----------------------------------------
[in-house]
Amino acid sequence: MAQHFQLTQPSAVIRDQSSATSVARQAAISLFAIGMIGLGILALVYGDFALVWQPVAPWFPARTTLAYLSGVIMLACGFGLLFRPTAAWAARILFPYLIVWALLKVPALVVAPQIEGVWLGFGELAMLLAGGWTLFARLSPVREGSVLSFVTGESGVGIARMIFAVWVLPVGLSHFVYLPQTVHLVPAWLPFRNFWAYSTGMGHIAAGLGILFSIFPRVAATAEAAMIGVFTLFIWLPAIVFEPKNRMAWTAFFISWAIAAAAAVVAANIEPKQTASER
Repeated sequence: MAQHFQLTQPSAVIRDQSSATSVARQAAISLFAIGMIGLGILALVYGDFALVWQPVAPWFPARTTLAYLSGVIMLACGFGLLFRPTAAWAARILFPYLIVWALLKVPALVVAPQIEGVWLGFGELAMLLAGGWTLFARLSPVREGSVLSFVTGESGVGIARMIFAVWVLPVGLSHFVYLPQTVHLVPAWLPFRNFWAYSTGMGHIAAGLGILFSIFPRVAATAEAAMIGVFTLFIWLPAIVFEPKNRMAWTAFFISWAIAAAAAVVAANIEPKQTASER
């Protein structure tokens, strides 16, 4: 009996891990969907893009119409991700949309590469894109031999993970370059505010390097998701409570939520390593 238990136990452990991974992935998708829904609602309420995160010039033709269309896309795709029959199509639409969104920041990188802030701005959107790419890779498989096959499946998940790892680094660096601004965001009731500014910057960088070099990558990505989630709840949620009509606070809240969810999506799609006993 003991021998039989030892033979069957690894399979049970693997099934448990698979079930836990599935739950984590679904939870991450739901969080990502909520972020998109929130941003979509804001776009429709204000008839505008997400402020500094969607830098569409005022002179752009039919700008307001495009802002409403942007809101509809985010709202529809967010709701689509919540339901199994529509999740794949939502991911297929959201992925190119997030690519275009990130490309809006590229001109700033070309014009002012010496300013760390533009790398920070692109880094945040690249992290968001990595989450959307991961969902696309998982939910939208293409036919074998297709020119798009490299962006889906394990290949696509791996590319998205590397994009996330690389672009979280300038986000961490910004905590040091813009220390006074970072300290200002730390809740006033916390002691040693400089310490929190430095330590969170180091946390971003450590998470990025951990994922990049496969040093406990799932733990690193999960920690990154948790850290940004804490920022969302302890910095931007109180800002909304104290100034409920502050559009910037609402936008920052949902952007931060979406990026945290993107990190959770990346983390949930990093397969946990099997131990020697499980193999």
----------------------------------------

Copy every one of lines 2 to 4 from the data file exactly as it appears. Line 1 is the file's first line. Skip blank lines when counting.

Amino acid sequence: MAQHFQLTQPSAVIRDQSSATSVARQAAISLFAIGMIGLGILALVYGDFALVWQPVAPWFPARTTLAYLSGVIMLACGFGLLFRPTAAWAARILFPYLIVWALLKVPALVVAPQIEGVWLGFGELAMLLAGGWTLFARLSPVREGSVLSFVTGESGVGIARMIFAVWVLPVGLSHFVYLPQTVHLVPAWLPFRNFWAYSTGMGHIAAGLGILFSIFPRVAATAEAAMIGVFTLFIWLPAIVFEPKNRMAWTAFFISWAIAAAAAVVAANIEPKQTASER
Repeated sequence: MAQHFQLTQPSAVIRDQSSATSVARQAAISLFAIGMIGLGILALVYGDFALVWQPVAPWFPARTTLAYLSGVIMLACGFGLLFRPTAAWAARILFPYLIVWALLKVPALVVAPQIEGVWLGFGELAMLLAGGWTLFARLSPVREGSVLSFVTGESGVGIARMIFAVWVLPVGLSHFVYLPQTVHLVPAWLPFRNFWAYSTGMGHIAAGLGILFSIFPRVAATAEAAMIGVFTLFIWLPAIVFEPKNRMAWTAFFISWAIAAAAAVVAANIEPKQTASER
């Protein structure tokens, strides 16, 4: 009996891990969907893009119409991700949309590469894109031999993970370059505010390097998701409570939520390593 238990136990452990991974992935998708829904609602309420995160010039033709269309896309795709029959199509639409969104920041990188802030701005959107790419890779498989096959499946998940790892680094660096601004965001009731500014910057960088070099990558990505989630709840949620009509606070809240969810999506799609006993 003991021998039989030892033979069957690894399979049970693997099934448990698979079930836990599935739950984590679904939870991450739901969080990502909520972020998109929130941003979509804001776009429709204000008839505008997400402020500094969607830098569409005022002179752009039919700008307001495009802002409403942007809101509809985010709202529809967010709701689509919540339901199994529509999740794949939502991911297929959201992925190119997030690519275009990130490309809006590229001109700033070309014009002012010496300013760390533009790398920070692109880094945040690249992290968001990595989450959307991961969902696309998982939910939208293409036919074998297709020119798009490299962006889906394990290949696509791996590319998205590397994009996330690389672009979280300038986000961490910004905590040091813009220390006074970072300290200002730390809740006033916390002691040693400089310490929190430095330590969170180091946390971003450590998470990025951990994922990049496969040093406990799932733990690193999960920690990154948790850290940004804490920022969302302890910095931007109180800002909304104290100034409920502050559009910037609402936008920052949902952007931060979406990026945290993107990190959770990346983390949930990093397969946990099997131990020697499980193999």